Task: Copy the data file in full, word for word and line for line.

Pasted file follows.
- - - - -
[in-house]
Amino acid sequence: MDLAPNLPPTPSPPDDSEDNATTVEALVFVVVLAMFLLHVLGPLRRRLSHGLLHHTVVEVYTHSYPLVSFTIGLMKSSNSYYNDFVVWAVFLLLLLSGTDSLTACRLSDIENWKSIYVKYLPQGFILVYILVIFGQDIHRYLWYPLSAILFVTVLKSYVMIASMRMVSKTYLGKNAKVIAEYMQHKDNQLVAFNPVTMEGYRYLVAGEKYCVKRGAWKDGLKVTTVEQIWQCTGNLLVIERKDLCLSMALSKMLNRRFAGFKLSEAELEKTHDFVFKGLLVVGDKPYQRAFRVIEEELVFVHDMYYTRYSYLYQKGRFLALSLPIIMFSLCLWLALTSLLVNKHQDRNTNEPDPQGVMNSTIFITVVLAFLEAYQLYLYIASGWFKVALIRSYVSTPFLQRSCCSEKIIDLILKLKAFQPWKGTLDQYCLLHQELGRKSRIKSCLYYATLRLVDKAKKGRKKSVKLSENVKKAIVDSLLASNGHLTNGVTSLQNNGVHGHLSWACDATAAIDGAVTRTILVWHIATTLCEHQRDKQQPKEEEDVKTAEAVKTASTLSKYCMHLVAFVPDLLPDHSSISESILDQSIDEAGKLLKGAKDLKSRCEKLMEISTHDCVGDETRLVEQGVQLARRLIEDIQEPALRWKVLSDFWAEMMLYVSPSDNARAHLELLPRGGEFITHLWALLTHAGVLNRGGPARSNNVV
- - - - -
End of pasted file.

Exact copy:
[in-house]
Amino acid sequence: MDLAPNLPPTPSPPDDSEDNATTVEALVFVVVLAMFLLHVLGPLRRRLSHGLLHHTVVEVYTHSYPLVSFTIGLMKSSNSYYNDFVVWAVFLLLLLSGTDSLTACRLSDIENWKSIYVKYLPQGFILVYILVIFGQDIHRYLWYPLSAILFVTVLKSYVMIASMRMVSKTYLGKNAKVIAEYMQHKDNQLVAFNPVTMEGYRYLVAGEKYCVKRGAWKDGLKVTTVEQIWQCTGNLLVIERKDLCLSMALSKMLNRRFAGFKLSEAELEKTHDFVFKGLLVVGDKPYQRAFRVIEEELVFVHDMYYTRYSYLYQKGRFLALSLPIIMFSLCLWLALTSLLVNKHQDRNTNEPDPQGVMNSTIFITVVLAFLEAYQLYLYIASGWFKVALIRSYVSTPFLQRSCCSEKIIDLILKLKAFQPWKGTLDQYCLLHQELGRKSRIKSCLYYATLRLVDKAKKGRKKSVKLSENVKKAIVDSLLASNGHLTNGVTSLQNNGVHGHLSWACDATAAIDGAVTRTILVWHIATTLCEHQRDKQQPKEEEDVKTAEAVKTASTLSKYCMHLVAFVPDLLPDHSSISESILDQSIDEAGKLLKGAKDLKSRCEKLMEISTHDCVGDETRLVEQGVQLARRLIEDIQEPALRWKVLSDFWAEMMLYVSPSDNARAHLELLPRGGEFITHLWALLTHAGVLNRGGPARSNNVV